• After hearing both the sides and taking into consideration the evidence brought on record, the Judge, Family Court, partly allowed the application filed by the respondents for maintenance and consequently, the present petitioner has been directed to pay a monthly allowance of Rs. 200/- to the respondent mother by way of her maintenance from the date of order.
  • Petitioner filed a criminal revision application.
  • The petitioner argued that respondent No. 2 is the husband of respondent No. 1 and, this being the position; it is his primary responsibility to maintain his wife i.e. respondent No. 1.
  • And has advanced a proposition that, so long as the husband is alive, it is his primary responsibility to maintain his wife and, therefore, the present petitioner cannot be compelled to pay maintenance to the respondent No. 1, though she happens to be his mother.
  • The respondents contended that The petitioner is since beginning complaining that he is not under moral or legal obligation to maintain his mother on the ground that respondent No. 2, who happens to be her husband, is alive.
  • He is not at all ready to spare anything for his mother. He is laboring under the misconception that so long as his father is alive, it is his duty to maintain respondent No. 1, who happens to be his wife. From this conduct of the petitioner, one can draw a legitimate inference of refusal.

HELD:

  • Learned Judge, Family Court, has awarded a very reasonable amount of maintenance to the mother. Admittedly, the petitioner is getting a net income of Rs. 3.000/- per month. He also gets income by way of the rent of the house. So far as his family is concerned, there is financial assistance to him by his wife.
  • The Judge, Family Court, has also taken into consideration that respondent No. 1 is getting financial assistance from her another earning son intermittently.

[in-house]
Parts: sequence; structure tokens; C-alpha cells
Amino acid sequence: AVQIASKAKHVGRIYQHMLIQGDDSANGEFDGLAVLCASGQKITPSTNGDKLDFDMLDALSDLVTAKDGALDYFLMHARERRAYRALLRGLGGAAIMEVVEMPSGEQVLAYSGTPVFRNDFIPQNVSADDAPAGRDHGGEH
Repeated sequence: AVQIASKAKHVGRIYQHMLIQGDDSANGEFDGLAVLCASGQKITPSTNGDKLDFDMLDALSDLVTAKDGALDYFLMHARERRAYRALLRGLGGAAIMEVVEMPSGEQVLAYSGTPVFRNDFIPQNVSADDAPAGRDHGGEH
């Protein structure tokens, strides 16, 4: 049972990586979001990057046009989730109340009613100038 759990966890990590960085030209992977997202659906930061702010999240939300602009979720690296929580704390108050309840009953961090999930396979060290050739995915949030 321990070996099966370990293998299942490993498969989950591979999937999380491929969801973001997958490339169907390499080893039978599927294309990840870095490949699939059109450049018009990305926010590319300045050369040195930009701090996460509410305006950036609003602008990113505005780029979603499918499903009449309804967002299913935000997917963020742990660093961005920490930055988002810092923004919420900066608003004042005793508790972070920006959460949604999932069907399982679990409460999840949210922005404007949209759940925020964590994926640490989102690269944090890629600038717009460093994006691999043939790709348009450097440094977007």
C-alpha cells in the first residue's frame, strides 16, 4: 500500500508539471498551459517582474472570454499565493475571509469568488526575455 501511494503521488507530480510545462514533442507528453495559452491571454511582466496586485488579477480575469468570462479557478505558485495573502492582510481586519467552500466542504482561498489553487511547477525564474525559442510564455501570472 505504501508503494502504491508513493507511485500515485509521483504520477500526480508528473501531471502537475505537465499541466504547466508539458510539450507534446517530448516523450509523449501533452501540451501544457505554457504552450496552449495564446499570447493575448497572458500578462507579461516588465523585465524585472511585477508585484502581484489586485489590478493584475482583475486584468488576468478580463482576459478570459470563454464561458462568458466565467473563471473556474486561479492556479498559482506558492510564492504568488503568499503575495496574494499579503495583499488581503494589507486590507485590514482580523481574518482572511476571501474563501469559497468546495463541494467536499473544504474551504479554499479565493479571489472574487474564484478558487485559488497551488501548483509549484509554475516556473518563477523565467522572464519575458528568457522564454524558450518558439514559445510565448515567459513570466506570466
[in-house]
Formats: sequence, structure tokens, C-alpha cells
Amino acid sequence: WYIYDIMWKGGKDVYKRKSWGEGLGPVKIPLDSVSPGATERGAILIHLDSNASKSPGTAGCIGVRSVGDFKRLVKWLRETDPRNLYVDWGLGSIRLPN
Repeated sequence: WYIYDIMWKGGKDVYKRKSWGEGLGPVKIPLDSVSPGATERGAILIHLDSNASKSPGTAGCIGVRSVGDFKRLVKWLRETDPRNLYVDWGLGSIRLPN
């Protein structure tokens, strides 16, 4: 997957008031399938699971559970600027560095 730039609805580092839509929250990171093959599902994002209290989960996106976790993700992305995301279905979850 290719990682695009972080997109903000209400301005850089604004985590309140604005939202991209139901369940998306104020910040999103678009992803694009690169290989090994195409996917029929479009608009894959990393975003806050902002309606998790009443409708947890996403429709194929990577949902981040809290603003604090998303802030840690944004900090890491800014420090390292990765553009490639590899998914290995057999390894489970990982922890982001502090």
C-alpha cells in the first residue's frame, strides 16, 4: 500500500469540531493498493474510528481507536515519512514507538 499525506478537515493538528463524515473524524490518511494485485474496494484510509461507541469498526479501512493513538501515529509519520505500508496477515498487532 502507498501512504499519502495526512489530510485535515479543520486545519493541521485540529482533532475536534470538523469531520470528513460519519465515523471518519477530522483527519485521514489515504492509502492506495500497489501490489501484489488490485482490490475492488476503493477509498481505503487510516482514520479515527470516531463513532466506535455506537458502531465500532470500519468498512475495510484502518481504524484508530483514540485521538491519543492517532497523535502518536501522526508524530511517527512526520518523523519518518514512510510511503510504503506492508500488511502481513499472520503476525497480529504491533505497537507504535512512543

• Under the circumstance, it cannot be said that the quantum of maintenance fixed by the Judge, Family Court, is harsh and beyond the paying capacity of the petitioner.
  • The court said that the impugned order of maintenance passed by the Judge, Family Court, in favor of the mother, does not at all suffer from any illegality.
  • The criminal revision application filed by the petitioner stands dismissed.
  • The petitioner has to pay Rs. 1000/- to respondent No. 1 by way of the costs of this criminal revision application.
Categories
Maintenance of Parents and Children

Vijaya Manohar Arbat vs Kashi Rao Rajaram  AIR 1987 SC 1100

VIJAYA MANOHAR ARBAT V. KASHI RAO RAJARAM SAWAI

Vijaya Manohar Arbat vs Kashi Rao Rajaram AIR 1987 SC 1100

ISSUE:

  • Whether parents can claim maintenance from daughter?

RULE:

  • That section 125(1)(d) has imposed liability on both the son and the daughter to maintain their father or mother who is unable to maintain himself or herself.

FACTS:

  • The appellant Mrs.Vijaya Arbat is a medical practitioner and daughter of respondent No.1.
  • Respondent No. 1 filed an application before the Judicial Magistrate, First Court, claiming maintenance from the appellant, his daughter, at the rate of Rs.500 per month on the ground that he was unable to maintain himself.
  • The appellants argued that the maintainability of the application on the ground that section 125(1)(d) Cr.P.C. does not entitle a father to claim maintenance from his daughter and the objection was overruled by the magistrate and held maintainable.
  • Aggrieved by the order the appellant moved to the Bombay High Court.
  • The High Court affirmed the order of the learned Magistrate and held that the application of a father for maintenance who is unable to maintain himself is maintainable against his married daughter having sufficient means. In that view of the matter, the High Court dismissed the revisional application of the appellant.
  • Appellant filed a special leave petition.

HELD:

  • The Supreme Court held that a daughter after her marriage does not cease to be a daughter of the father or mother.
  • That section 125(1)(d) has imposed liability on both the son and the daughter to maintain their father or mother who is unable to maintain himself or herself.
  • The purpose of such enactment is to enforce the social obligation and the court can’t think of any reason why the daughter should be excluded from such obligation to maintain their parent.
  • Appeal dismissed.